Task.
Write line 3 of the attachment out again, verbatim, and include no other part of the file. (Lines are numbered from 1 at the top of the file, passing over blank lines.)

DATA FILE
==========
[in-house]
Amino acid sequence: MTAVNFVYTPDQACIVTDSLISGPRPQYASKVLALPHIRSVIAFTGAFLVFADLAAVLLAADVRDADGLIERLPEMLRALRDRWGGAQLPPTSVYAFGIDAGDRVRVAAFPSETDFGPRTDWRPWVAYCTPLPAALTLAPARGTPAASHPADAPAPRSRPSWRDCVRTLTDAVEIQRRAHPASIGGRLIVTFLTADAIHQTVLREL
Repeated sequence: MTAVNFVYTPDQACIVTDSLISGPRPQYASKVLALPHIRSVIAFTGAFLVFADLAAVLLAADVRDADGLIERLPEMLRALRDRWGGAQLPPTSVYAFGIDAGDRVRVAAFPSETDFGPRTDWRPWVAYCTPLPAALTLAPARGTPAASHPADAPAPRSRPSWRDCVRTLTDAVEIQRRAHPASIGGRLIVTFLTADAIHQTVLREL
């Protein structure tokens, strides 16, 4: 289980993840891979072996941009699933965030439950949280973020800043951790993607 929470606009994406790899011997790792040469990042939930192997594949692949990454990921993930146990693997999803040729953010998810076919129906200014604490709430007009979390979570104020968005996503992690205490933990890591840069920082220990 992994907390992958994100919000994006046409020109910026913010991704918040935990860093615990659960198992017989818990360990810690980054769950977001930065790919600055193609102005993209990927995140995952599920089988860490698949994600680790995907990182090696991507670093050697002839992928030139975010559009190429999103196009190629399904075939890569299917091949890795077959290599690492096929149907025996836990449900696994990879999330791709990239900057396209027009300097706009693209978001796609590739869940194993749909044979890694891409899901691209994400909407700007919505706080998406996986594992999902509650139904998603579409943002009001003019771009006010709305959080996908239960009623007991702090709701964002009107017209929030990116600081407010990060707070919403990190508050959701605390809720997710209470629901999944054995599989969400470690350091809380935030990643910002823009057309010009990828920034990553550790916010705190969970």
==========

Repeated sequence: MTAVNFVYTPDQACIVTDSLISGPRPQYASKVLALPHIRSVIAFTGAFLVFADLAAVLLAADVRDADGLIERLPEMLRALRDRWGGAQLPPTSVYAFGIDAGDRVRVAAFPSETDFGPRTDWRPWVAYCTPLPAALTLAPARGTPAASHPADAPAPRSRPSWRDCVRTLTDAVEIQRRAHPASIGGRLIVTFLTADAIHQTVLREL